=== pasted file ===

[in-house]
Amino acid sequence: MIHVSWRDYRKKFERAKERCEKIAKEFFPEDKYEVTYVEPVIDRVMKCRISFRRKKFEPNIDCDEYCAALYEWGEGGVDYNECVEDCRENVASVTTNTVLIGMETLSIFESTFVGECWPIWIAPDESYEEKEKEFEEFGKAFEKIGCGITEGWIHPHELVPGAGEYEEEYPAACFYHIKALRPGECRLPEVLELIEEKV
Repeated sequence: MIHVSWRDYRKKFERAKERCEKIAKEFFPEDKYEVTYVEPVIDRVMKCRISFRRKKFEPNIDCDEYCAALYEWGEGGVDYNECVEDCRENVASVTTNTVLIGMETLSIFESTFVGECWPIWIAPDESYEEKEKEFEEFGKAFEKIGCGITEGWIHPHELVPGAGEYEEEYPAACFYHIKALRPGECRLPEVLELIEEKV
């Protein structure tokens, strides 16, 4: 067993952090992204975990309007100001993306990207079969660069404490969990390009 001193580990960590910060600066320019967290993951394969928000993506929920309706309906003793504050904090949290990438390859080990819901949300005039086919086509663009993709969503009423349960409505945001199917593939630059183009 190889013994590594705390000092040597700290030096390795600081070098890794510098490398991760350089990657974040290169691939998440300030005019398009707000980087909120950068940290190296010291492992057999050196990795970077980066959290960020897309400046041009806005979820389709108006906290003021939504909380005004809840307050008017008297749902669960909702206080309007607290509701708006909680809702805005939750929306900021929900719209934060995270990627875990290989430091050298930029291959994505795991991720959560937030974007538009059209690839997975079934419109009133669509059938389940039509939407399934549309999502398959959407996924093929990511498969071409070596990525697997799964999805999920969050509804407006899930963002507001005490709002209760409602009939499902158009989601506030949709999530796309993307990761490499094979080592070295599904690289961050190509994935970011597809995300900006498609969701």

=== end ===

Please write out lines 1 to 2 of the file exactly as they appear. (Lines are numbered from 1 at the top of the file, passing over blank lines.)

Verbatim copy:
[in-house]
Amino acid sequence: MIHVSWRDYRKKFERAKERCEKIAKEFFPEDKYEVTYVEPVIDRVMKCRISFRRKKFEPNIDCDEYCAALYEWGEGGVDYNECVEDCRENVASVTTNTVLIGMETLSIFESTFVGECWPIWIAPDESYEEKEKEFEEFGKAFEKIGCGITEGWIHPHELVPGAGEYEEEYPAACFYHIKALRPGECRLPEVLELIEEKV